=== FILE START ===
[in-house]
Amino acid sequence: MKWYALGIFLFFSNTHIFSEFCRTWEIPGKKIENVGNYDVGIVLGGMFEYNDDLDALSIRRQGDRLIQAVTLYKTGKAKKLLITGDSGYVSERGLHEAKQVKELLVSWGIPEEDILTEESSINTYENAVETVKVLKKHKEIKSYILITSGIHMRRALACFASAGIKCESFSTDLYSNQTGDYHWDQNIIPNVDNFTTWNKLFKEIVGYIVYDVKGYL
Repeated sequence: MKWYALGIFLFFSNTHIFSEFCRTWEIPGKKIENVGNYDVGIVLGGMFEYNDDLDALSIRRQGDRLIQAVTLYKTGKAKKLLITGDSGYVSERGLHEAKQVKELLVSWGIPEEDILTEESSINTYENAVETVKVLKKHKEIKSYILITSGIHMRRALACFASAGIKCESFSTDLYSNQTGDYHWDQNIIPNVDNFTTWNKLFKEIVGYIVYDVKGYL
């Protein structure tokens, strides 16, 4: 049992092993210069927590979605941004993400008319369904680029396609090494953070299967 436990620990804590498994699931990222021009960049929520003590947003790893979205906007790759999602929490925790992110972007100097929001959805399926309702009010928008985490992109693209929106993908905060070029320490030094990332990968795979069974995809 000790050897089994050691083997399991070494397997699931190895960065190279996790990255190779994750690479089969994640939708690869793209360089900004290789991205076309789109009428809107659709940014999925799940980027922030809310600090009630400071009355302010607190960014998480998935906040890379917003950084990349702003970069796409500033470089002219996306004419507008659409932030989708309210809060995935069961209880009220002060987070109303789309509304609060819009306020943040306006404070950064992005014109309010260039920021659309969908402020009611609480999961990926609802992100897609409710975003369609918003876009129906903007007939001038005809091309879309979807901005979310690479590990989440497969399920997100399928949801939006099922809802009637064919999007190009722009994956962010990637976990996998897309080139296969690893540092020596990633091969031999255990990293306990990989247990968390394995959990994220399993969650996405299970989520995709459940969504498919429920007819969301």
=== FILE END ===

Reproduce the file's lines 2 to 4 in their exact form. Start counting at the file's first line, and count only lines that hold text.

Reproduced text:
Amino acid sequence: MKWYALGIFLFFSNTHIFSEFCRTWEIPGKKIENVGNYDVGIVLGGMFEYNDDLDALSIRRQGDRLIQAVTLYKTGKAKKLLITGDSGYVSERGLHEAKQVKELLVSWGIPEEDILTEESSINTYENAVETVKVLKKHKEIKSYILITSGIHMRRALACFASAGIKCESFSTDLYSNQTGDYHWDQNIIPNVDNFTTWNKLFKEIVGYIVYDVKGYL
Repeated sequence: MKWYALGIFLFFSNTHIFSEFCRTWEIPGKKIENVGNYDVGIVLGGMFEYNDDLDALSIRRQGDRLIQAVTLYKTGKAKKLLITGDSGYVSERGLHEAKQVKELLVSWGIPEEDILTEESSINTYENAVETVKVLKKHKEIKSYILITSGIHMRRALACFASAGIKCESFSTDLYSNQTGDYHWDQNIIPNVDNFTTWNKLFKEIVGYIVYDVKGYL
């Protein structure tokens, strides 16, 4: 049992092993210069927590979605941004993400008319369904680029396609090494953070299967 436990620990804590498994699931990222021009960049929520003590947003790893979205906007790759999602929490925790992110972007100097929001959805399926309702009010928008985490992109693209929106993908905060070029320490030094990332990968795979069974995809 000790050897089994050691083997399991070494397997699931190895960065190279996790990255190779994750690479089969994640939708690869793209360089900004290789991205076309789109009428809107659709940014999925799940980027922030809310600090009630400071009355302010607190960014998480998935906040890379917003950084990349702003970069796409500033470089002219996306004419507008659409932030989708309210809060995935069961209880009220002060987070109303789309509304609060819009306020943040306006404070950064992005014109309010260039920021659309969908402020009611609480999961990926609802992100897609409710975003369609918003876009129906903007007939001038005809091309879309979807901005979310690479590990989440497969399920997100399928949801939006099922809802009637064919999007190009722009994956962010990637976990996998897309080139296969690893540092020596990633091969031999255990990293306990990989247990968390394995959990994220399993969650996405299970989520995709459940969504498919429920007819969301």